Cholesterol circulates in your blood. There are two types of cholesterol: LDL "bad" and HDL "good." Too much bad cholesterol or not enough good cholesterol can cause build up on the inner walls of your arteries.
Triglycerides are the most common type of fat in the body and are responsible for storing excess energy from your diet. A high triglyceride level combined with low HDL cholesterol or high LDL cholesterol can cause fatty buildups in your artery walls. In turn, this increases your risk of heart attack and stroke. If you’re watching your cholesterol, getting the right amount of fat is essential for your diet.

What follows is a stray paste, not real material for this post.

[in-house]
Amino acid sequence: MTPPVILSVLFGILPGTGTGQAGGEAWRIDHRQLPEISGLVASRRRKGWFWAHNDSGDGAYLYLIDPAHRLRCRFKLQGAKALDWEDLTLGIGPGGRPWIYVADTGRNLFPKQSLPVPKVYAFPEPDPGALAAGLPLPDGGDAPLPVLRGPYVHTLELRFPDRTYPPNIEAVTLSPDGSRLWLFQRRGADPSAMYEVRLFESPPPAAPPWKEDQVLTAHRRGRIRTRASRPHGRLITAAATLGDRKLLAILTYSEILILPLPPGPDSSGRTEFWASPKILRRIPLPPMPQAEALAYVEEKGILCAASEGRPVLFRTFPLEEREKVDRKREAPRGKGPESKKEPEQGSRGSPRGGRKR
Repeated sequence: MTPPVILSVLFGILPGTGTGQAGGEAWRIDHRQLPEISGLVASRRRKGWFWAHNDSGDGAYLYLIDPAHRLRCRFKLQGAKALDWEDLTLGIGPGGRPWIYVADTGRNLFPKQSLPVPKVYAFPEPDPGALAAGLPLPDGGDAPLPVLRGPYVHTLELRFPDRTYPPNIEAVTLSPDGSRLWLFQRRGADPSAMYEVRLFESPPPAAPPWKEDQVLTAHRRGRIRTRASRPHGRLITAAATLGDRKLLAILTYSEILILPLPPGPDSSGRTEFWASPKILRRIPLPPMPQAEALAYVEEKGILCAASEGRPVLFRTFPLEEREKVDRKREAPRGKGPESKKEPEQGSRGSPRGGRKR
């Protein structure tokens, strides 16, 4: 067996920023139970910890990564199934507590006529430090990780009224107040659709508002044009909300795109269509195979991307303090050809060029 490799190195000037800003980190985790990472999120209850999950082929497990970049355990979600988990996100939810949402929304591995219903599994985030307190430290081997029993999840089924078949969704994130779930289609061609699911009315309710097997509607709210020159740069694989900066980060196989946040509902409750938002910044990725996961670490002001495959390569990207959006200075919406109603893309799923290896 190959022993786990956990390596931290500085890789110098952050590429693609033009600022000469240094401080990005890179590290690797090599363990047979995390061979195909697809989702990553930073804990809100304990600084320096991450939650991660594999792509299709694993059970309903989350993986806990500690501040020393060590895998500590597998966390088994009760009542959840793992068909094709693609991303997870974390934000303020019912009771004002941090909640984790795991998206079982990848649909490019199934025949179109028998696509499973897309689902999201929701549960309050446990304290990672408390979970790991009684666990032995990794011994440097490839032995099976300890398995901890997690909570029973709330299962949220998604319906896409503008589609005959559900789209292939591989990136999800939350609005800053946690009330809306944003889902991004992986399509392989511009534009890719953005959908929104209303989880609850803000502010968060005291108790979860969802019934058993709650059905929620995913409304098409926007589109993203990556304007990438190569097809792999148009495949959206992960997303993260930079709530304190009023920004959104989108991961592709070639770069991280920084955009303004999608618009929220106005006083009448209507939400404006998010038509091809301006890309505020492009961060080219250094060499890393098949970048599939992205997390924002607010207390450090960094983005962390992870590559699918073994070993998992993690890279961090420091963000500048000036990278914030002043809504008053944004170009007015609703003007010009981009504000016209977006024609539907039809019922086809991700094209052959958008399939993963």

It’s recommended that your total fat intake should be 25 to 35 percent of your total daily calories. Less than seven percent of those calories should come from saturated or trans fats. Your risk for heart disease and other health problems increases if you have an HDL cholesterol level of 40 milligrams per deciliter (mg/dL) or less for men and 50 mg/dL or less for women. Total daily cholesterol intake should be less than 200 mg/dL, and LDL cholesterol should be less than 100 mg/dL. Avoiding certain foods can help lower your cholesterol. Foods that contain saturated fat are bad for a low-cholesterol diet. Trans fats are also dangerous because they raise LDL cholesterol and lower HDL cholesterol.
Here are some specific types of food to avoid if you are watching your cholesterol.